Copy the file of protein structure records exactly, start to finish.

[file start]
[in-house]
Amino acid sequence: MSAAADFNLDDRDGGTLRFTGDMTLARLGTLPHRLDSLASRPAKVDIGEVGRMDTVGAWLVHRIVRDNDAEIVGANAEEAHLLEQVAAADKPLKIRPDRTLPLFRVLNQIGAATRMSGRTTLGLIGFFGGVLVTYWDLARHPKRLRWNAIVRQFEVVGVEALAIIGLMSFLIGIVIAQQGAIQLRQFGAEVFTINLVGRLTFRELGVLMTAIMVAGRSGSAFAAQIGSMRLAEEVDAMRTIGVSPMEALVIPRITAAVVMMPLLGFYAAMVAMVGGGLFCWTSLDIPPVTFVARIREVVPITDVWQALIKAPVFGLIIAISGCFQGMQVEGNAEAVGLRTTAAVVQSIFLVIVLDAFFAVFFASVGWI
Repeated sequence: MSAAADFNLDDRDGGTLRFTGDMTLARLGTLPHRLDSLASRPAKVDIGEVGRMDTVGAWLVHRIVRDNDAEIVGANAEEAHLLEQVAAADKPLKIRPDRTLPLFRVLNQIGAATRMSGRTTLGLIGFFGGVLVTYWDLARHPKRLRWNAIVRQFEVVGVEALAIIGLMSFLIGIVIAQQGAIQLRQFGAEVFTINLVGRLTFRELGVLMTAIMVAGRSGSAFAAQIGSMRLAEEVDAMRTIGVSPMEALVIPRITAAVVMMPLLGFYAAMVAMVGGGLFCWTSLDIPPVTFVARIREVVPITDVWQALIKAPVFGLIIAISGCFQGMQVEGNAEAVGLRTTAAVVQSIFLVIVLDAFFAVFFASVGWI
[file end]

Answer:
[in-house]
Amino acid sequence: MSAAADFNLDDRDGGTLRFTGDMTLARLGTLPHRLDSLASRPAKVDIGEVGRMDTVGAWLVHRIVRDNDAEIVGANAEEAHLLEQVAAADKPLKIRPDRTLPLFRVLNQIGAATRMSGRTTLGLIGFFGGVLVTYWDLARHPKRLRWNAIVRQFEVVGVEALAIIGLMSFLIGIVIAQQGAIQLRQFGAEVFTINLVGRLTFRELGVLMTAIMVAGRSGSAFAAQIGSMRLAEEVDAMRTIGVSPMEALVIPRITAAVVMMPLLGFYAAMVAMVGGGLFCWTSLDIPPVTFVARIREVVPITDVWQALIKAPVFGLIIAISGCFQGMQVEGNAEAVGLRTTAAVVQSIFLVIVLDAFFAVFFASVGWI
Repeated sequence: MSAAADFNLDDRDGGTLRFTGDMTLARLGTLPHRLDSLASRPAKVDIGEVGRMDTVGAWLVHRIVRDNDAEIVGANAEEAHLLEQVAAADKPLKIRPDRTLPLFRVLNQIGAATRMSGRTTLGLIGFFGGVLVTYWDLARHPKRLRWNAIVRQFEVVGVEALAIIGLMSFLIGIVIAQQGAIQLRQFGAEVFTINLVGRLTFRELGVLMTAIMVAGRSGSAFAAQIGSMRLAEEVDAMRTIGVSPMEALVIPRITAAVVMMPLLGFYAAMVAMVGGGLFCWTSLDIPPVTFVARIREVVPITDVWQALIKAPVFGLIIAISGCFQGMQVEGNAEAVGLRTTAAVVQSIFLVIVLDAFFAVFFASVGWI